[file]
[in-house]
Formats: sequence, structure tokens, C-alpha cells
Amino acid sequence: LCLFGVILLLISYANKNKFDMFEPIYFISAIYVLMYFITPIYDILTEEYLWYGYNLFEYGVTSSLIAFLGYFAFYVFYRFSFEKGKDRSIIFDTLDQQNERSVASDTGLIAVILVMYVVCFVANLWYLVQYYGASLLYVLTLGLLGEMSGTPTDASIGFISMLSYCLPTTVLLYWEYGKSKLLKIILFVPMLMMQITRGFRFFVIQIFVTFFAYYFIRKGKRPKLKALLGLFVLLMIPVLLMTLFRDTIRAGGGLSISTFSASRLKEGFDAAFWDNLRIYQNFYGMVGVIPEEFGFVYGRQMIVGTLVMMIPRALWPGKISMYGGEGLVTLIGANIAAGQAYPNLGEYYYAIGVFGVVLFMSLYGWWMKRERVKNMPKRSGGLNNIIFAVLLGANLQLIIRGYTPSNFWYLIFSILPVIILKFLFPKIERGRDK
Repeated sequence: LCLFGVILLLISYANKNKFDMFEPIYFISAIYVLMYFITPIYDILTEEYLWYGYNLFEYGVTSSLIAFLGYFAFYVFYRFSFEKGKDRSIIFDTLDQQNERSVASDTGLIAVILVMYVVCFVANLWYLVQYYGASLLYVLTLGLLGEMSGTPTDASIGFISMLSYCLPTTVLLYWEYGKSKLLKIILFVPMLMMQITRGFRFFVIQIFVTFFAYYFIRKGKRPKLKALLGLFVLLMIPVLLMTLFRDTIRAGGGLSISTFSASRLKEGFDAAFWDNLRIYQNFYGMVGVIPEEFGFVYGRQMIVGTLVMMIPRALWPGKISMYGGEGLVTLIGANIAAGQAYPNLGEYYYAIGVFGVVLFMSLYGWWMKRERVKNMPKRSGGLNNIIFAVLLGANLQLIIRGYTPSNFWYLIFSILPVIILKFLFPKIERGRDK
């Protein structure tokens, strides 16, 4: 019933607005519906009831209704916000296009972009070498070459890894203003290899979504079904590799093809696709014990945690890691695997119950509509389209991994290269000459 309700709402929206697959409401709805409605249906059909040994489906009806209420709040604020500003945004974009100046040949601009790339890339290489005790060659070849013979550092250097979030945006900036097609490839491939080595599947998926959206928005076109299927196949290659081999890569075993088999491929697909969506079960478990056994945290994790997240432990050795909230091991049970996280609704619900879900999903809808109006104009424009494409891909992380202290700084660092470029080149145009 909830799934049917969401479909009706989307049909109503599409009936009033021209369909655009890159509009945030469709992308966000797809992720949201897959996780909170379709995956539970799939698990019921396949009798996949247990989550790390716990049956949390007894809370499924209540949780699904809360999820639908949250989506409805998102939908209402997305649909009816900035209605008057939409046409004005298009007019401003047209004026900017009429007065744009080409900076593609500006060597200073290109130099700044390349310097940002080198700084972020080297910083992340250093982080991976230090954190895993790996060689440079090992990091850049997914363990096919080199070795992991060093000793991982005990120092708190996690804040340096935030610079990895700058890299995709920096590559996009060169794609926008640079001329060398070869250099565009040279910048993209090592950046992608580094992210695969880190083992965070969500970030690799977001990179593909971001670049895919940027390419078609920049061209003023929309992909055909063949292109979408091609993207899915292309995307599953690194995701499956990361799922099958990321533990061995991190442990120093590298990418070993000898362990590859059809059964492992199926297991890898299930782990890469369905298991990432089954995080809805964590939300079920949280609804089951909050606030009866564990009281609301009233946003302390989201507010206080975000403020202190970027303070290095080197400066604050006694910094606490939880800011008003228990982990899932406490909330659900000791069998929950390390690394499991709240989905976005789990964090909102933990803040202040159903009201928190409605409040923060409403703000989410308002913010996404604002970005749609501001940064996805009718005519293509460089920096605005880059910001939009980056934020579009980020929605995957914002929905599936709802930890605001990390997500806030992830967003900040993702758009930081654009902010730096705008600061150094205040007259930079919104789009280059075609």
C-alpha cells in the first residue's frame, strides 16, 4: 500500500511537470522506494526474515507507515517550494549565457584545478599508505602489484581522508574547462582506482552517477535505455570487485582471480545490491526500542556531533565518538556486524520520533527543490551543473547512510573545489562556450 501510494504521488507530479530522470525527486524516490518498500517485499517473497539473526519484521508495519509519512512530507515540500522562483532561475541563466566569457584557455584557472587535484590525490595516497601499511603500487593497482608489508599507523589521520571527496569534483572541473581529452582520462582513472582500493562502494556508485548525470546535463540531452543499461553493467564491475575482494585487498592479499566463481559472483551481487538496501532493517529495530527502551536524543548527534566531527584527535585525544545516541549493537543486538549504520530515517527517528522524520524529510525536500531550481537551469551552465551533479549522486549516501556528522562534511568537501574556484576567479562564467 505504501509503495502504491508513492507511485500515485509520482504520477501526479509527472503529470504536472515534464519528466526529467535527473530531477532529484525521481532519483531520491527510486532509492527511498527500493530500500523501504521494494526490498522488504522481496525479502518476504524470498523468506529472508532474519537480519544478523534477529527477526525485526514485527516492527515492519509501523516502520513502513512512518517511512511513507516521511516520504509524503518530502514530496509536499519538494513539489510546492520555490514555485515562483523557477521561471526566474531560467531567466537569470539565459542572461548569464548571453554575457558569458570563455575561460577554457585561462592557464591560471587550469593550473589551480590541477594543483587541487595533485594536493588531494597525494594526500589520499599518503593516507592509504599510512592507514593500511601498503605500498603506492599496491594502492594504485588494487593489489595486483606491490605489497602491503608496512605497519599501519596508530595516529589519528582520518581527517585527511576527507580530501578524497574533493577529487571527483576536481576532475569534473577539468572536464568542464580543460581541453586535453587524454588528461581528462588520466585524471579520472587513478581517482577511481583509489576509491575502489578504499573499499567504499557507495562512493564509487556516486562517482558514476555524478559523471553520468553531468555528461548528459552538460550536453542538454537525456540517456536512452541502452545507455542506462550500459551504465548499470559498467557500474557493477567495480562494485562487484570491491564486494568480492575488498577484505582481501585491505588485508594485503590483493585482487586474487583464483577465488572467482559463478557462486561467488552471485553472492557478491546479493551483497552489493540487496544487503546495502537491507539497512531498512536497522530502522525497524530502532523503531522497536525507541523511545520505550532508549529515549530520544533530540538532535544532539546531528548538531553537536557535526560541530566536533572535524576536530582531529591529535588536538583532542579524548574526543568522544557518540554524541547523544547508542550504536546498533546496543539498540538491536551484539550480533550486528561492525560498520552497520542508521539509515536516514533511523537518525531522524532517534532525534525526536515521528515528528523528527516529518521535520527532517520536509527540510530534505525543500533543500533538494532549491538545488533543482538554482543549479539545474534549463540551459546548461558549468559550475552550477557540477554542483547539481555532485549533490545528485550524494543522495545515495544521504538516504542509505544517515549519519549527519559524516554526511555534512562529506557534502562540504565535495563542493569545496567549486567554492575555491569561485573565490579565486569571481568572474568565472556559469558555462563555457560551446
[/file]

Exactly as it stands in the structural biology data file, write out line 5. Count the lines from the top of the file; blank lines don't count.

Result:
């Protein structure tokens, strides 16, 4: 019933607005519906009831209704916000296009972009070498070459890894203003290899979504079904590799093809696709014990945690890691695997119950509509389209991994290269000459 309700709402929206697959409401709805409605249906059909040994489906009806209420709040604020500003945004974009100046040949601009790339890339290489005790060659070849013979550092250097979030945006900036097609490839491939080595599947998926959206928005076109299927196949290659081999890569075993088999491929697909969506079960478990056994945290994790997240432990050795909230091991049970996280609704619900879900999903809808109006104009424009494409891909992380202290700084660092470029080149145009 909830799934049917969401479909009706989307049909109503599409009936009033021209369909655009890159509009945030469709992308966000797809992720949201897959996780909170379709995956539970799939698990019921396949009798996949247990989550790390716990049956949390007894809370499924209540949780699904809360999820639908949250989506409805998102939908209402997305649909009816900035209605008057939409046409004005298009007019401003047209004026900017009429007065744009080409900076593609500006060597200073290109130099700044390349310097940002080198700084972020080297910083992340250093982080991976230090954190895993790996060689440079090992990091850049997914363990096919080199070795992991060093000793991982005990120092708190996690804040340096935030610079990895700058890299995709920096590559996009060169794609926008640079001329060398070869250099565009040279910048993209090592950046992608580094992210695969880190083992965070969500970030690799977001990179593909971001670049895919940027390419078609920049061209003023929309992909055909063949292109979408091609993207899915292309995307599953690194995701499956990361799922099958990321533990061995991190442990120093590298990418070993000898362990590859059809059964492992199926297991890898299930782990890469369905298991990432089954995080809805964590939300079920949280609804089951909050606030009866564990009281609301009233946003302390989201507010206080975000403020202190970027303070290095080197400066604050006694910094606490939880800011008003228990982990899932406490909330659900000791069998929950390390690394499991709240989905976005789990964090909102933990803040202040159903009201928190409605409040923060409403703000989410308002913010996404604002970005749609501001940064996805009718005519293509460089920096605005880059910001939009980056934020579009980020929605995957914002929905599936709802930890605001990390997500806030992830967003900040993702758009930081654009902010730096705008600061150094205040007259930079919104789009280059075609």